Generalists? Specialists? The world needs both kinds to thrive—a notion this year’s unprecedented 40 Under 40 embody with grace, skill and professionalism.

Since the first iteration of the Incisal Edge 40 Under 40 nine years ago, I’ve been one of the judges who reviews the doctors’ nomination forms. I’ve read through literally thousands of surveys and recommendations for potential candidates.

Reviewing the accomplishments of some of the industry’s most talented up-and-comers has been rewarding. These dentists have demonstrated outstanding characteristics as clinicians, professional leaders, community pillars and family and friends to those around them.

The 40 Under 40 has always been a survey of general practitioners and specialists, but this year we’ve expanded those boundaries to separate the two classifications—a development I favor. The previous limit of 40 exceptional doctors meant that many times we ended up excluding some exceptional candidates—those lost, for whatever reason, between the cracks. Now we’re able to honor a much broader range of clinical excellence.

What goes into judging the candidates? A lot of time, effort and careful attention to detail. The request for nominations is constant, and there are more great entries every year. I suppose we could have made it easier on ourselves from the beginning by limiting it to Benco Dental customers, but Incisal Edge is about all of dentistry. This year, after backing up and taking a big-picture view of the entries I judged, something stood out.

Don’t believe what you hear in the media about Millennials not being engaged with their communities, organizations and careers—such generalizations don’t do justice to this rising generation. It’s full of many outstanding citizens, both worldly and community-minded. They’re attentive to others’ needs and contributing in a multitude of ways. When you read the stories of the doctors—general dentists and specialists alike—selected for this year’s honors, you’ll truly be engaging with the best of the best, both personally and professionally.

What defines people, dentists or otherwise, as exceptional? Not just professionally so, but beyond: exceptional in their work, their personal lives, their engagement with the world outside their doors. I recently read (and listened to) David Epstein’s book Range: Why Generalists Triumph in a Specialized World. It came recommended by none other than Malcolm Gladwell, who ought to know. (Among much else, Gladwell is famous for his theory that one needs to practice 10,000 hours to master a given skill.)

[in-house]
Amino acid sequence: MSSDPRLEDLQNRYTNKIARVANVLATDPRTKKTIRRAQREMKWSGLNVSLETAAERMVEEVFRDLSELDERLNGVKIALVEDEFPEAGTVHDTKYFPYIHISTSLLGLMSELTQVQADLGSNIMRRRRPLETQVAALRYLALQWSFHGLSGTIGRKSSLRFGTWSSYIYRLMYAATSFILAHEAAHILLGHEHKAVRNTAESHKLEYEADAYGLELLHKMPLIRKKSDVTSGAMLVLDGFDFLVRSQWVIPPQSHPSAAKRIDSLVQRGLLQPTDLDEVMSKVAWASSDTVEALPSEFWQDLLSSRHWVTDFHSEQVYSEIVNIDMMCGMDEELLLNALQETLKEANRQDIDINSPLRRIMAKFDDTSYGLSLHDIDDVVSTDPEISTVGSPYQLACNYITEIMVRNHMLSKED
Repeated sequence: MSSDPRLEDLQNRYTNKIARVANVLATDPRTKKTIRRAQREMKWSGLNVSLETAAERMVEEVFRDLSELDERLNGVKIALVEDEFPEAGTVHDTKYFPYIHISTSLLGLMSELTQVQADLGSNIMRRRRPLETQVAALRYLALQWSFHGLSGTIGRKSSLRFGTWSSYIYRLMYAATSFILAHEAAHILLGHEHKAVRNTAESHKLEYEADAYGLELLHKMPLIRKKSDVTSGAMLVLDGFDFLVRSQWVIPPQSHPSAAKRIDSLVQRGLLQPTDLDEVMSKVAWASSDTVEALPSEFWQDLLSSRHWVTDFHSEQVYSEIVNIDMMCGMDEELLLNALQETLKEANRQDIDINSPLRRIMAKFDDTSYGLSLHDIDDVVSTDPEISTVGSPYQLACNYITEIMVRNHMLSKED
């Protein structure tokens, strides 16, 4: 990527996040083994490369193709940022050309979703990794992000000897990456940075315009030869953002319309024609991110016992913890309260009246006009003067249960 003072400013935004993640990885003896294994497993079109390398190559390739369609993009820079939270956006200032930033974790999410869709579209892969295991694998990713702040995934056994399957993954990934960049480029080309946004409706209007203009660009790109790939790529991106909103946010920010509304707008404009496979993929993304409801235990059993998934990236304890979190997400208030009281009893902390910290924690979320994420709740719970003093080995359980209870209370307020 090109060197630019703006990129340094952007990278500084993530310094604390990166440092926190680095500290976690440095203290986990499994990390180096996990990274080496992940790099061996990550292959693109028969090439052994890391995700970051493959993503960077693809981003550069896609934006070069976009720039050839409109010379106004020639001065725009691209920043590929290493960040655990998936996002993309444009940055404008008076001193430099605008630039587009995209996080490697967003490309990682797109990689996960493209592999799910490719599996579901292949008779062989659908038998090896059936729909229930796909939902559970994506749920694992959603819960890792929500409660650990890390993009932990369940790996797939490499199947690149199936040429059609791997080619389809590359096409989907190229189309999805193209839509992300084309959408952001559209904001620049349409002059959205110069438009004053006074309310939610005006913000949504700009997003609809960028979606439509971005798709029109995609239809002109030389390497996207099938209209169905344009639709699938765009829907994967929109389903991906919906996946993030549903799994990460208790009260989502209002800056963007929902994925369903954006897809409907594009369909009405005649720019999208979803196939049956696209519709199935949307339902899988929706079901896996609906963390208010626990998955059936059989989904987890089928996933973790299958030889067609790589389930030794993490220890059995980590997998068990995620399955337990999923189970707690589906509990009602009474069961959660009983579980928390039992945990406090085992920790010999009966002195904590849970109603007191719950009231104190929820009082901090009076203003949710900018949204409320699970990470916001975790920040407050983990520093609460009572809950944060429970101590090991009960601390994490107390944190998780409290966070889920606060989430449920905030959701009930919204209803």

Epstein’s book makes a great case for the importance of generalists, who see outside the narrow bounds that specialists many times use, of necessity, to hem themselves in. Those 10,000 hours might be necessary for a pro golfer, musician or programmer, but not (necessarily) for dentists, lawyers, accountants, teachers and many others. Personal experience, outstanding mentoring, being able to register and process vital information—that’s what makes a great young dentist.

The goal of a dental-school education, after all, is to train top young minds to be on the front lines of patient interaction, diagnosis, treatment planning and treatment. When a problematic diagnosis or treatment arises, general dentists—I count myself among their number—are the crucial link for referral to a specialist. The same thing is true in other areas of medicine. The importance of the primary-care physician, whether a family practitioner or an internist, stems from enabling the patient at last to begin the journey to accurate diagnosis and successful treatment.

Likewise, the general practitioner in dentistry is the gateway through which the patient can return to ask questions of the clinician with whom they’ve already developed a relationship over many years. There is, in other words, a vital role for both primary-care physicians and general practitioners, and for specialists. The hard part is knowing when (and when not) to consult each.